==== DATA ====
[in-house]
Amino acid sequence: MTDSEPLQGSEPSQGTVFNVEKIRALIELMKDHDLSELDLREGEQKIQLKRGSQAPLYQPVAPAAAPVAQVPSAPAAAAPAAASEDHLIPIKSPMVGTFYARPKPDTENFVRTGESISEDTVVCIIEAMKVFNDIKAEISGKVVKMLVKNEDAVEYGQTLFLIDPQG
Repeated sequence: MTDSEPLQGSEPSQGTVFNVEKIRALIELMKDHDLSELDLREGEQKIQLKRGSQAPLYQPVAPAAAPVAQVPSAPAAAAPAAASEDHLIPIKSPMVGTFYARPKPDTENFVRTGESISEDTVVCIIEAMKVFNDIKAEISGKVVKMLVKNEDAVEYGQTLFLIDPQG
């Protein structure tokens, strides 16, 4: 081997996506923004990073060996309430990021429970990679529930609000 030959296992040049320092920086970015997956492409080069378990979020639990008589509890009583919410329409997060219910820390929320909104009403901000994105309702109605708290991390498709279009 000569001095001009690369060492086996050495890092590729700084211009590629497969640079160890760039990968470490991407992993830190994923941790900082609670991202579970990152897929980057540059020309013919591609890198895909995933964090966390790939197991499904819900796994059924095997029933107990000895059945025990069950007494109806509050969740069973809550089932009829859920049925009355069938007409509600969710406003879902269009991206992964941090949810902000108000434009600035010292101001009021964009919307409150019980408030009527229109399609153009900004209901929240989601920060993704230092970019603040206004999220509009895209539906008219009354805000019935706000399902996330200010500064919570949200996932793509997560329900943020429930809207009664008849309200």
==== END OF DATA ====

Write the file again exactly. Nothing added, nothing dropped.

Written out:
[in-house]
Amino acid sequence: MTDSEPLQGSEPSQGTVFNVEKIRALIELMKDHDLSELDLREGEQKIQLKRGSQAPLYQPVAPAAAPVAQVPSAPAAAAPAAASEDHLIPIKSPMVGTFYARPKPDTENFVRTGESISEDTVVCIIEAMKVFNDIKAEISGKVVKMLVKNEDAVEYGQTLFLIDPQG
Repeated sequence: MTDSEPLQGSEPSQGTVFNVEKIRALIELMKDHDLSELDLREGEQKIQLKRGSQAPLYQPVAPAAAPVAQVPSAPAAAAPAAASEDHLIPIKSPMVGTFYARPKPDTENFVRTGESISEDTVVCIIEAMKVFNDIKAEISGKVVKMLVKNEDAVEYGQTLFLIDPQG
């Protein structure tokens, strides 16, 4: 081997996506923004990073060996309430990021429970990679529930609000 030959296992040049320092920086970015997956492409080069378990979020639990008589509890009583919410329409997060219910820390929320909104009403901000994105309702109605708290991390498709279009 000569001095001009690369060492086996050495890092590729700084211009590629497969640079160890760039990968470490991407992993830190994923941790900082609670991202579970990152897929980057540059020309013919591609890198895909995933964090966390790939197991499904819900796994059924095997029933107990000895059945025990069950007494109806509050969740069973809550089932009829859920049925009355069938007409509600969710406003879902269009991206992964941090949810902000108000434009600035010292101001009021964009919307409150019980408030009527229109399609153009900004209901929240989601920060993704230092970019603040206004999220509009895209539906008219009354805000019935706000399902996330200010500064919570949200996932793509997560329900943020429930809207009664008849309200």